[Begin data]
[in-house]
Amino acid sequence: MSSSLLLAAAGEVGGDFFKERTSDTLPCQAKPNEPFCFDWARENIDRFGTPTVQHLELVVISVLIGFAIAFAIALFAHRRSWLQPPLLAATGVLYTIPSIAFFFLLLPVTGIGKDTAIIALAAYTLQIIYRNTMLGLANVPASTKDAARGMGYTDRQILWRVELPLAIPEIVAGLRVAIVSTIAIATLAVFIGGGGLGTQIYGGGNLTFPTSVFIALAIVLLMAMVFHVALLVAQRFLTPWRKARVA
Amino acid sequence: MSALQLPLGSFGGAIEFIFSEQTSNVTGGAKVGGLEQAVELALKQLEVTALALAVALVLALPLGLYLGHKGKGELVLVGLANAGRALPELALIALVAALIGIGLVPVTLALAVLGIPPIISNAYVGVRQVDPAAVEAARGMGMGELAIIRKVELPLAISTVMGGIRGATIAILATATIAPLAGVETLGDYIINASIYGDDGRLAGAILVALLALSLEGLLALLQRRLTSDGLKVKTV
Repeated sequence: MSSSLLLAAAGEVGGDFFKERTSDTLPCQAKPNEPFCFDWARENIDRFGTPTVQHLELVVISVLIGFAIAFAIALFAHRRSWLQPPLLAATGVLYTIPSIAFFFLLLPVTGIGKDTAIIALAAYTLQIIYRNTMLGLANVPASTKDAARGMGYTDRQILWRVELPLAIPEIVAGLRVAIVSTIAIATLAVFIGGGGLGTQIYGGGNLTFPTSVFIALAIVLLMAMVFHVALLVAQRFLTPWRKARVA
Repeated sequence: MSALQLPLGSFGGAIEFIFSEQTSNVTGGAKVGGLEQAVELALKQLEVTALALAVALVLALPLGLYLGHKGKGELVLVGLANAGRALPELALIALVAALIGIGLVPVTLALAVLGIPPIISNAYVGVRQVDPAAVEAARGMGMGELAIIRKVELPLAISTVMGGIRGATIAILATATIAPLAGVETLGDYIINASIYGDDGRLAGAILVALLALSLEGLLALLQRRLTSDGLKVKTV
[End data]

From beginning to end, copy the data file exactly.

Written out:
[in-house]
Amino acid sequence: MSSSLLLAAAGEVGGDFFKERTSDTLPCQAKPNEPFCFDWARENIDRFGTPTVQHLELVVISVLIGFAIAFAIALFAHRRSWLQPPLLAATGVLYTIPSIAFFFLLLPVTGIGKDTAIIALAAYTLQIIYRNTMLGLANVPASTKDAARGMGYTDRQILWRVELPLAIPEIVAGLRVAIVSTIAIATLAVFIGGGGLGTQIYGGGNLTFPTSVFIALAIVLLMAMVFHVALLVAQRFLTPWRKARVA
Amino acid sequence: MSALQLPLGSFGGAIEFIFSEQTSNVTGGAKVGGLEQAVELALKQLEVTALALAVALVLALPLGLYLGHKGKGELVLVGLANAGRALPELALIALVAALIGIGLVPVTLALAVLGIPPIISNAYVGVRQVDPAAVEAARGMGMGELAIIRKVELPLAISTVMGGIRGATIAILATATIAPLAGVETLGDYIINASIYGDDGRLAGAILVALLALSLEGLLALLQRRLTSDGLKVKTV
Repeated sequence: MSSSLLLAAAGEVGGDFFKERTSDTLPCQAKPNEPFCFDWARENIDRFGTPTVQHLELVVISVLIGFAIAFAIALFAHRRSWLQPPLLAATGVLYTIPSIAFFFLLLPVTGIGKDTAIIALAAYTLQIIYRNTMLGLANVPASTKDAARGMGYTDRQILWRVELPLAIPEIVAGLRVAIVSTIAIATLAVFIGGGGLGTQIYGGGNLTFPTSVFIALAIVLLMAMVFHVALLVAQRFLTPWRKARVA
Repeated sequence: MSALQLPLGSFGGAIEFIFSEQTSNVTGGAKVGGLEQAVELALKQLEVTALALAVALVLALPLGLYLGHKGKGELVLVGLANAGRALPELALIALVAALIGIGLVPVTLALAVLGIPPIISNAYVGVRQVDPAAVEAARGMGMGELAIIRKVELPLAISTVMGGIRGATIAILATATIAPLAGVETLGDYIINASIYGDDGRLAGAILVALLALSLEGLLALLQRRLTSDGLKVKTV